July 5, 2018 / 9:16 PM / 5 months ago

Breakingviews - Trump gives his team too long a leash

EPA Administrator Scott Pruitt testifies before a Senate Appropriations Interior, Environment, and Related Agencies Subcommittee hearing on the proposed budget estimates and justification for FY2019 for the Environmental Protection Agency on Capitol Hill in Washington, U.S., May 16, 2018. REUTERS/Al Drago

WASHINGTON (Reuters Breakingviews) - Donald Trump gives his team too long a leash when it comes to shady behavior. Scott Pruitt survived a rash of ethics scandals before finally resigning as head of the U.S. environmental watchdog on Thursday. His departure shows there are limits, but others facing questions, like commerce chief Wilbur Ross, needn’t worry yet: the bar is high.

The end of Pruitt’s term at the Environmental Protection Agency was a long time coming. He faces about a dozen investigations for a variety of potential ethics violations. They include getting a cheap condo room rental of $50 a night from an energy lobbyist’s wife and using EPA resources to find a job for his own spouse. Despite this, Trump admired his effectiveness in undoing environmental regulations – and was complimenting Pruitt as late as June amid increasing calls for the EPA chief to step down from fellow Republicans.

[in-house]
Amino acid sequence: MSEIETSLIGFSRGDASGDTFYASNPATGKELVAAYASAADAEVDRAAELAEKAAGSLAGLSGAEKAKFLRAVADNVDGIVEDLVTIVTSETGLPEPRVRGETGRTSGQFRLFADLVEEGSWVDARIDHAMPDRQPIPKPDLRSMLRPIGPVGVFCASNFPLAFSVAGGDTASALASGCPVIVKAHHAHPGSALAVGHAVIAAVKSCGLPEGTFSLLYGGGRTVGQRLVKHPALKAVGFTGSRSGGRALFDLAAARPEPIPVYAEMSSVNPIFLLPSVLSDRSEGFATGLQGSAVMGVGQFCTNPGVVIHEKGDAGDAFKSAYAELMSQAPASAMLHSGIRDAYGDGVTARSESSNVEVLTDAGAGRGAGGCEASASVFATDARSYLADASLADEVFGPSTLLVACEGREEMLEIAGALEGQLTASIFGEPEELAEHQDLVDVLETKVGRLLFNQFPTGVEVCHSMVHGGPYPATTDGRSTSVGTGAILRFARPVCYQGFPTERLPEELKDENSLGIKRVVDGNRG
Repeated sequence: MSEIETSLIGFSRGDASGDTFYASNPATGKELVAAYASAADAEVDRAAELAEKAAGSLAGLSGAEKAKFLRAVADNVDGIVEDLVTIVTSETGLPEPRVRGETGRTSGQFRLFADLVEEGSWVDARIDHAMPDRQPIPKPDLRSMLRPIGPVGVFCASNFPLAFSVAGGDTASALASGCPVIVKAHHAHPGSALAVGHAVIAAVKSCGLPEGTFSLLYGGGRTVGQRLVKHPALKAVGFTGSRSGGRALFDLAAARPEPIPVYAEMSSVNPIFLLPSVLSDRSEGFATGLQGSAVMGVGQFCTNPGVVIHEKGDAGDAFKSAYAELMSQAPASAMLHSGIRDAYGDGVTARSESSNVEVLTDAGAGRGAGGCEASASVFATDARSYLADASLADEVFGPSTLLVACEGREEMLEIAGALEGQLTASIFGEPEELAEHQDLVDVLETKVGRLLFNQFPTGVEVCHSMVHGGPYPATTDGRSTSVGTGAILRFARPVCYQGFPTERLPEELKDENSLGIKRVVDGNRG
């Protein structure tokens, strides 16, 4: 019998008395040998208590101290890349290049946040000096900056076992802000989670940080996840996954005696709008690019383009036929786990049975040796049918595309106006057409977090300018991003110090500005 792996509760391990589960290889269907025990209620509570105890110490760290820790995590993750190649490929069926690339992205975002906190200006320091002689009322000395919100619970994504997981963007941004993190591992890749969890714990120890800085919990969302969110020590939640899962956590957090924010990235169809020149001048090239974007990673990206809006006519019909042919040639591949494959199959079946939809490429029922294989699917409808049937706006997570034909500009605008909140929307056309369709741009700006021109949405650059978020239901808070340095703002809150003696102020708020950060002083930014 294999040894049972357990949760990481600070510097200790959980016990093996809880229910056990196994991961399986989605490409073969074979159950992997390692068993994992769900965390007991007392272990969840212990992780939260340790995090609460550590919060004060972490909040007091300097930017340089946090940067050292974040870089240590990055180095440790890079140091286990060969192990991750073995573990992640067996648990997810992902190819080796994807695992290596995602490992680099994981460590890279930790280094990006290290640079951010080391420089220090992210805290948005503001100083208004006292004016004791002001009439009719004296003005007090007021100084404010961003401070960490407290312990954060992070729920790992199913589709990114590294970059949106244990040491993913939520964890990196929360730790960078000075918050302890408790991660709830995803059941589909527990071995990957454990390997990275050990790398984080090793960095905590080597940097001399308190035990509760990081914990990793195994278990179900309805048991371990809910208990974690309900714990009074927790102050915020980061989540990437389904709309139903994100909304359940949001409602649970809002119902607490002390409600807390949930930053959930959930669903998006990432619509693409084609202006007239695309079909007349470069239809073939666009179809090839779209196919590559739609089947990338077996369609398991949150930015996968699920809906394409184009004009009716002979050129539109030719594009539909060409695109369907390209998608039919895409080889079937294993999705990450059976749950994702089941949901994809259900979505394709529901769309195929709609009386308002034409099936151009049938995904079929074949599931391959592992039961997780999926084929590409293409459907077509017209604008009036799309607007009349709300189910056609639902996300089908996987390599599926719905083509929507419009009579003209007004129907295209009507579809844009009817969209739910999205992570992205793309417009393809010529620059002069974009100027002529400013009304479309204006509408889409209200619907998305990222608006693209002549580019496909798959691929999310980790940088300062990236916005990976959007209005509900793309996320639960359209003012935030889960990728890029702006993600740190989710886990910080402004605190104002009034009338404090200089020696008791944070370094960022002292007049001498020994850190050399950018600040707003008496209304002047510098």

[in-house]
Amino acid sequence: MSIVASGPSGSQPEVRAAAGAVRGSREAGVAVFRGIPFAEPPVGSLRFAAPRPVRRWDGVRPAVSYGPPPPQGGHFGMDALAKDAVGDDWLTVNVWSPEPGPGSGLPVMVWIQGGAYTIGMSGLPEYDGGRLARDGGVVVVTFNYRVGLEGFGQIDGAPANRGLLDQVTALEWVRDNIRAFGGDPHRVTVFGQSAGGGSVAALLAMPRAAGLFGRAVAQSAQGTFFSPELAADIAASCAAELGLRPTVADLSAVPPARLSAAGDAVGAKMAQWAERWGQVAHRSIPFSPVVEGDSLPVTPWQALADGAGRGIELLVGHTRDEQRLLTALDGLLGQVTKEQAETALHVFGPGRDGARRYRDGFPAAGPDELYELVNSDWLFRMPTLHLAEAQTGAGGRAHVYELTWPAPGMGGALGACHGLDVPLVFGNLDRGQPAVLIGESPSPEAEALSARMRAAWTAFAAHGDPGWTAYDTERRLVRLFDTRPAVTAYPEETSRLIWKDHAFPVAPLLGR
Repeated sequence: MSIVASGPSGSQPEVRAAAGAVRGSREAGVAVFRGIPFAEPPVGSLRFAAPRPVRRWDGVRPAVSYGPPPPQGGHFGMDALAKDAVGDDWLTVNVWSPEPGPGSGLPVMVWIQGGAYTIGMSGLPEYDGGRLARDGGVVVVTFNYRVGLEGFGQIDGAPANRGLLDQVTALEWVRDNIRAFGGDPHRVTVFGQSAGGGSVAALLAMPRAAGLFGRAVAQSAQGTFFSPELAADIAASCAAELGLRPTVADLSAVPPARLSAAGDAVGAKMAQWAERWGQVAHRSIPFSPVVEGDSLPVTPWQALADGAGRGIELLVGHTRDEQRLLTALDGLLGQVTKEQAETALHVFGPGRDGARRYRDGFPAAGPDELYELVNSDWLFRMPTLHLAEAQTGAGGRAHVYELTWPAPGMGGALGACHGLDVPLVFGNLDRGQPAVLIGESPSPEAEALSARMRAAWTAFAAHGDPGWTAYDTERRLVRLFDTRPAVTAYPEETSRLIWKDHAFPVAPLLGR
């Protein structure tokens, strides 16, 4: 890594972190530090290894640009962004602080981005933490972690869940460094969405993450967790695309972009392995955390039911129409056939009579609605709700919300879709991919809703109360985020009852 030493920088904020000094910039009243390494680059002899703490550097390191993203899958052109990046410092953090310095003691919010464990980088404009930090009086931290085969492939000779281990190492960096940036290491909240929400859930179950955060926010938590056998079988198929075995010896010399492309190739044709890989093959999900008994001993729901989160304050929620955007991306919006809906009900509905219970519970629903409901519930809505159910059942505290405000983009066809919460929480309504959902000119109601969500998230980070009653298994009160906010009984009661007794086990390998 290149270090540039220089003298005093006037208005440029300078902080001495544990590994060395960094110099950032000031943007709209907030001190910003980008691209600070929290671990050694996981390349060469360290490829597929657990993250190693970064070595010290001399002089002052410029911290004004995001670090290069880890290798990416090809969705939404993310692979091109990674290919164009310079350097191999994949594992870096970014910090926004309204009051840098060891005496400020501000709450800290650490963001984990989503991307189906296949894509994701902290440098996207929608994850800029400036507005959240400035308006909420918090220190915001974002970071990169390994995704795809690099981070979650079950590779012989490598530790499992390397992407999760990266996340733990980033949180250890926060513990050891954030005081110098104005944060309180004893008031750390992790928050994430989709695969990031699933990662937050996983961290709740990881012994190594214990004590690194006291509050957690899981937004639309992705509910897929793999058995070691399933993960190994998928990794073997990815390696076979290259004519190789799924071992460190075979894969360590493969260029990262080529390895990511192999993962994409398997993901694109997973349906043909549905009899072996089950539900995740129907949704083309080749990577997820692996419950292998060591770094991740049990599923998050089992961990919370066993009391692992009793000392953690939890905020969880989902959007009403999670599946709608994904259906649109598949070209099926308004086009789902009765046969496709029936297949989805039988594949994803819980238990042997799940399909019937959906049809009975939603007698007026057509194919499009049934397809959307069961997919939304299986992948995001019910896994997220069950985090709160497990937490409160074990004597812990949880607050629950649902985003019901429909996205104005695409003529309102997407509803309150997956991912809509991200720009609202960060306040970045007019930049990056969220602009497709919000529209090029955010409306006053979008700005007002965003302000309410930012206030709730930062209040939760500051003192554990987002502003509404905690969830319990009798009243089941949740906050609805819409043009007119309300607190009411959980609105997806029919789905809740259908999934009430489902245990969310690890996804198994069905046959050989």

The situation has some read-across for Ross, who also faces ethics questions. He took a short position in shipping company Navigator Holdings worth between $100,001 and $250,000 on Oct. 31, five days after the New York Times contacted him about an article linking Navigator indirectly to Russian President Vladimir Putin. Ross told CNBC earlier this week that he also shorted shares in Air Lease and Ocwen Financial.

Ross, who plays a key role in increasingly high-stakes trade talks, says those sales were part of divestments made to work in government and he didn’t profit from those transactions. Democratic lawmakers are increasingly concerned, though. Last week, three members of Congress asked the Securities and Exchange Commission to investigate whether Ross violated insider-trading laws. Based on Pruitt’s experience, the allegations would probably have to get a lot worse before they threatened another high-level departure.

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